President Donald Trump has signed an executive order to review the protected status of national monuments created on the land and in the ocean over the past 20 years.
Trump says the move returns federal lands to the people, while critics say it could open two dozen protected natural areas to potential development.
“Today I'm signing a new executive order to end another egregious abuse of federal power and to give that power back to the states and to the people, where it belongs,” Trump said as he signed the executive order at the Department of the Interior in Washington.
The sites are mostly in the Western United States, and include venues given protected status by former Presidents Bill Clinton, George W. Bush and Barack Obama. Each invoked the Antiquities Act of 1906, which was signed into law by President Theodore Roosevelt.
Review of monuments opposed
Major sites under review include the Grand Staircase-Escalante National Monument and Bear Ears National Monument in Utah.The 500,000 hectare Bears Ears site is home to Native Americans, who oppose the review.
Carleton Bowekaty, a Zuni tribal official and co-chair the Bears Ears Inter-Tribal Coalition, said in a statement that five Native American nations oppose any change to the status of “this sacred cultural landscape that carries deep meaning for our people.”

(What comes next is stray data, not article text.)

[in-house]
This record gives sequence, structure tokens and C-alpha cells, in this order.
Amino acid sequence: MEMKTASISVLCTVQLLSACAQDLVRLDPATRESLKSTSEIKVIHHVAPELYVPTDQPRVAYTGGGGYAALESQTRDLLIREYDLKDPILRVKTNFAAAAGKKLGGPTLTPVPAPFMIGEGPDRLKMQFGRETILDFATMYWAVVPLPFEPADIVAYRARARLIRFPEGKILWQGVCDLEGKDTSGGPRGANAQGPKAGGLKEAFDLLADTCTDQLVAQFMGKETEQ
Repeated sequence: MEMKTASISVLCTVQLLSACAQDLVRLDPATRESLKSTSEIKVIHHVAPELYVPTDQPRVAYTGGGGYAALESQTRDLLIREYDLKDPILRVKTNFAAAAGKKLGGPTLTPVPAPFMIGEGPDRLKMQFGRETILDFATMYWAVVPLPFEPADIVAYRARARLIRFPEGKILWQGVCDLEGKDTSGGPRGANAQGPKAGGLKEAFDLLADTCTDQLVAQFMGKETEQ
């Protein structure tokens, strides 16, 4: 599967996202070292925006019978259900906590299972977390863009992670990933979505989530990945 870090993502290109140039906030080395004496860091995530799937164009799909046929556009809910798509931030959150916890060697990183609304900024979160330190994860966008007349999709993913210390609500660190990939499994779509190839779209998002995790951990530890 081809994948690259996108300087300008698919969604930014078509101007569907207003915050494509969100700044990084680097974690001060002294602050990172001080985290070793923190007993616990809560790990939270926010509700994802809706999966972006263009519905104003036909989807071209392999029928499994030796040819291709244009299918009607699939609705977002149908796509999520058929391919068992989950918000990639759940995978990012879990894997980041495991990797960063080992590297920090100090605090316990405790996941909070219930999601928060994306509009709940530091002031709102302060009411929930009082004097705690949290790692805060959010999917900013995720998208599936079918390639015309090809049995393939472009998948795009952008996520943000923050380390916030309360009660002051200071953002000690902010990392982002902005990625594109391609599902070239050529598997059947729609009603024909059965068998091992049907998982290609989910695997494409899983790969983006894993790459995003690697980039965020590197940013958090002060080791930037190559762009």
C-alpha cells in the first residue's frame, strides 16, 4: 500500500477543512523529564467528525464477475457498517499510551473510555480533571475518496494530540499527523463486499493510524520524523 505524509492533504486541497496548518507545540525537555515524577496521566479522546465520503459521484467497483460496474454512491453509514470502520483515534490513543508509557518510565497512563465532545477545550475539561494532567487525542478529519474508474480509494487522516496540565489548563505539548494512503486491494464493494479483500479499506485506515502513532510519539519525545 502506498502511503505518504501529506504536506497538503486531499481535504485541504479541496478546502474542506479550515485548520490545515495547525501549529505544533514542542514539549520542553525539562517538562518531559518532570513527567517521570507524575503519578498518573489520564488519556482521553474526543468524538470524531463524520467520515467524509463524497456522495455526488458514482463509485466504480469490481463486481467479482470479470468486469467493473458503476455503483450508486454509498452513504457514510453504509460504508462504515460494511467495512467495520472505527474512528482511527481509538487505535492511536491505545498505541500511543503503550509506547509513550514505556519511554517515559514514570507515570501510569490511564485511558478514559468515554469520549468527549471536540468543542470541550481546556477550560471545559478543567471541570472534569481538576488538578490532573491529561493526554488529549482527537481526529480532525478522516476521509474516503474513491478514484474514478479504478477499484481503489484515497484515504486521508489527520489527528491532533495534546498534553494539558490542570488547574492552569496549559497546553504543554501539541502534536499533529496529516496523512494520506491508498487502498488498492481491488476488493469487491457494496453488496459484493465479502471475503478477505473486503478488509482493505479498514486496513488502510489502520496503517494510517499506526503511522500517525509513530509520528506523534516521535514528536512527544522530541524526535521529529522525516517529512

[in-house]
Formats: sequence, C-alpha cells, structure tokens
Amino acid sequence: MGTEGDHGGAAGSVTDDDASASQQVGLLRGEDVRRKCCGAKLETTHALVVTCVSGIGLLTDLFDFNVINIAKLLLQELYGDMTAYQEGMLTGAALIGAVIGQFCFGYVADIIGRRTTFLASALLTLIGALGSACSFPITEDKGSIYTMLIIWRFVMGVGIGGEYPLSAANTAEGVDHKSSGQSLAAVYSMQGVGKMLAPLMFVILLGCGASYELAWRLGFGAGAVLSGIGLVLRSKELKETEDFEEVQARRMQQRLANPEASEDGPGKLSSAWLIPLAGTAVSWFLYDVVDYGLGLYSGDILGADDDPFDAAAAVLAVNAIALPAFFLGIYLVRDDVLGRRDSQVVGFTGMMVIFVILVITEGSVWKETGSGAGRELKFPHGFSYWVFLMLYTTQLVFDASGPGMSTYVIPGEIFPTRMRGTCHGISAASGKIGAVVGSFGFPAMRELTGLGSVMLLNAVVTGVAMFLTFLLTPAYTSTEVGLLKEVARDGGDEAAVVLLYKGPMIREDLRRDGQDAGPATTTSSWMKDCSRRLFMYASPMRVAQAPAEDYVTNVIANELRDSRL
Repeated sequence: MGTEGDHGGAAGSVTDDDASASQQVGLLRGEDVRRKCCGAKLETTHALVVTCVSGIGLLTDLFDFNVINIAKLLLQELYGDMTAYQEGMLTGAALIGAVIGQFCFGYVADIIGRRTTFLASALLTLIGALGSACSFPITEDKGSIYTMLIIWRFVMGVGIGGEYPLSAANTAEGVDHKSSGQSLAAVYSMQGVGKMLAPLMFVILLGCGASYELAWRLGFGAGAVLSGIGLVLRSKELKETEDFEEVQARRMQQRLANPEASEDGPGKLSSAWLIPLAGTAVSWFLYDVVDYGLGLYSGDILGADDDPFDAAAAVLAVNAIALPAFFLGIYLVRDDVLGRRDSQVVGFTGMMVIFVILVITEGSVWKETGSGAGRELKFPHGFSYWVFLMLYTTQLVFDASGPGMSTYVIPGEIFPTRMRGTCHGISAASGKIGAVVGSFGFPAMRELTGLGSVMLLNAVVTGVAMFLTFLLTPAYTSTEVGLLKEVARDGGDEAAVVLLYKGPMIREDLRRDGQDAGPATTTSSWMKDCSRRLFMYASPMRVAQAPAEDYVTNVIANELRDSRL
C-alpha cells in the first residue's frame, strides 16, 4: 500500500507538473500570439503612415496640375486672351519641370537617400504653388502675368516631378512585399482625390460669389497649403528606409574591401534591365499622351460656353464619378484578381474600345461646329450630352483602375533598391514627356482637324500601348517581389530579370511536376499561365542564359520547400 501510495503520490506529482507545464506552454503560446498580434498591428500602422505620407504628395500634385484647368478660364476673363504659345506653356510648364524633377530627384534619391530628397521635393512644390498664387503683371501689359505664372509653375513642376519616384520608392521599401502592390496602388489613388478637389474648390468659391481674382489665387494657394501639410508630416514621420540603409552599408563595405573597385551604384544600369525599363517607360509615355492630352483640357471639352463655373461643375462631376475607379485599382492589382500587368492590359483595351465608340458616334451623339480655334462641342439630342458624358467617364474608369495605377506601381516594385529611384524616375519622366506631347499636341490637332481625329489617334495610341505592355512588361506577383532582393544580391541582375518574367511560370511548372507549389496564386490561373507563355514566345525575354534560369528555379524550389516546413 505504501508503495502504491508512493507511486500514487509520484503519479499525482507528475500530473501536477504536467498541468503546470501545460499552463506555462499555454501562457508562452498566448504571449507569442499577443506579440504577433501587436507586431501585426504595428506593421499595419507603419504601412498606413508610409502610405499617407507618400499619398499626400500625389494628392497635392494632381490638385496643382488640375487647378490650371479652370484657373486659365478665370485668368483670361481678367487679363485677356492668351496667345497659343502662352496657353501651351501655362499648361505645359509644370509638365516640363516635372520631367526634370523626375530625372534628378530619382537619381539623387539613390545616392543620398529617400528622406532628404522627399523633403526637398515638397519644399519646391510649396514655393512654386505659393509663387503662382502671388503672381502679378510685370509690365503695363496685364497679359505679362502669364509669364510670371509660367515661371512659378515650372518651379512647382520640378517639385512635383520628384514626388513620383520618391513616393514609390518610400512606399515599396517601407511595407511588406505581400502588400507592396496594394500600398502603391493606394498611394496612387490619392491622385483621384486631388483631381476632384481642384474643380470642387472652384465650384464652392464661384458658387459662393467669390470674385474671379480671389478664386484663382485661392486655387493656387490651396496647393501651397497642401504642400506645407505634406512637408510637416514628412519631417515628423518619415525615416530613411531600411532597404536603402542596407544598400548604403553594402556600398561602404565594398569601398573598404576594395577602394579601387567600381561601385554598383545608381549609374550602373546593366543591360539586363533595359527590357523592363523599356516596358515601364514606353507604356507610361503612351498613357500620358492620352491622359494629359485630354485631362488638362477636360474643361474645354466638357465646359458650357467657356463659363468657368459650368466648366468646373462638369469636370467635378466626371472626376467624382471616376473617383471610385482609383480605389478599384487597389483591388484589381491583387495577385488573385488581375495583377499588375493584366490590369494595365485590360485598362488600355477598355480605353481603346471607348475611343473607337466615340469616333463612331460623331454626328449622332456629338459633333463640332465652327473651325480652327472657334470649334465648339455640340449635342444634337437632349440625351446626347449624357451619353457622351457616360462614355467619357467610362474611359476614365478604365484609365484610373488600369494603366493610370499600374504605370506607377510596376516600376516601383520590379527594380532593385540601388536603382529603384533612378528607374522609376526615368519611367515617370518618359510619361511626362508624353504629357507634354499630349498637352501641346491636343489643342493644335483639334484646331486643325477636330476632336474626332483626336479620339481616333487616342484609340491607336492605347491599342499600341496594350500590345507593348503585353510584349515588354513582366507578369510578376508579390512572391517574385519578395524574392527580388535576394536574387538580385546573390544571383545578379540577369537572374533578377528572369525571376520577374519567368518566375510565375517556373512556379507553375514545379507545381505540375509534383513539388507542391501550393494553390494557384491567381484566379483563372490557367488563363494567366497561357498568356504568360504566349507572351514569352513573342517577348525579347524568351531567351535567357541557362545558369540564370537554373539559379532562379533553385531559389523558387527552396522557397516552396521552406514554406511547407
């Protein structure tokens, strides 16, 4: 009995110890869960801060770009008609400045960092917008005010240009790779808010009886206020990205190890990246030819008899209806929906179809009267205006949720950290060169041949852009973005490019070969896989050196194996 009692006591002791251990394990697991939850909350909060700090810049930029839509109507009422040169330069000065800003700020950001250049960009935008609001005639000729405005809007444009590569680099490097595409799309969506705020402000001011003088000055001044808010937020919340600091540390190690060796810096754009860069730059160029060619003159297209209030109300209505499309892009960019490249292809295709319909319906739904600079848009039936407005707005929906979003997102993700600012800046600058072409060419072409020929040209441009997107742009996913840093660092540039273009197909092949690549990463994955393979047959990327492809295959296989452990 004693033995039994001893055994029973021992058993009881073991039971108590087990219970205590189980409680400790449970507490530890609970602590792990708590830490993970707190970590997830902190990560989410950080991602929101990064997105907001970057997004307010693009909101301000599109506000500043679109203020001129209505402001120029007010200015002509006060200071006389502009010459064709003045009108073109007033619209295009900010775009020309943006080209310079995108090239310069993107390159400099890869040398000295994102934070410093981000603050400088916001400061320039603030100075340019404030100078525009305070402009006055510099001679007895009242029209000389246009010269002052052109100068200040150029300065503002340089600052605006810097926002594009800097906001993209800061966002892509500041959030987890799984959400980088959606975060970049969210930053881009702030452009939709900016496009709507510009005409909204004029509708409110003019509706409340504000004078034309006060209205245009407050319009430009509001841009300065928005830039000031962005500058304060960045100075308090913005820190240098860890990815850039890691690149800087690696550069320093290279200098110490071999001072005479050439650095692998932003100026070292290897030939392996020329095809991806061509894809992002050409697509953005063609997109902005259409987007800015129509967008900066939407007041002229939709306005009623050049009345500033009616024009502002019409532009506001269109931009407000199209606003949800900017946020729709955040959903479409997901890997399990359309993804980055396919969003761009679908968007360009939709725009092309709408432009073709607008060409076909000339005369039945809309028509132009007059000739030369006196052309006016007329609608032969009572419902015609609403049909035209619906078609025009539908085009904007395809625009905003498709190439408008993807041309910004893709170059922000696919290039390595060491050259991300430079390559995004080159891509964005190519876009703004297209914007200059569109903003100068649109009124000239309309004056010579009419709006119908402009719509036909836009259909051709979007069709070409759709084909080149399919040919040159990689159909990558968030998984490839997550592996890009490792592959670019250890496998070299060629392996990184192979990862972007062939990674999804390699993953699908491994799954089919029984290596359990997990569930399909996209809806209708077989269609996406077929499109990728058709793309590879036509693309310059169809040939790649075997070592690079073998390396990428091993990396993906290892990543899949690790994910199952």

The Trump administration tried to reassure the critics.
“Let's be clear,” said Interior Secretary Ryan Zinke. “This executive order does not remove any monuments. And this executive order does not weaken any environmental protections on any public lands.”
Decisions made without full review
Some Republicans and land-use activists have chafed at the restrictions on large swaths of federal land that have been shielded from development, including extraction of resources such as minerals, natural gas and oil.
Trump said recent designations under the century-old law have deprived the public of economic benefits, and were done without full review.
Not so, the critics say.
“This isn't an issue of economic impacts or lack of public process,” Peter Shelley, senior counsel with the Conservation Law Foundation, said. “This really is part of an agenda to roll back protections on some of our most precious resources for economic development purposes.”
“Under the law and congressional intent, only Congress can modify or revoke a monument,” a designation that protects sites of scientific, historic or archeological interest, Shelley said. Most adjustments in the past have been to correct faulty boundaries from initial surveys or inaccurate maps, he added.
Watch: Trump Orders Review of National Monuments
Courts may have last word
Potential changes sought through the review would likely be controversial and probably would be decided by the courts.
As he signed the order Wednesday, Trump said some of his actions may not be popular, but he believes he is doing the right thing.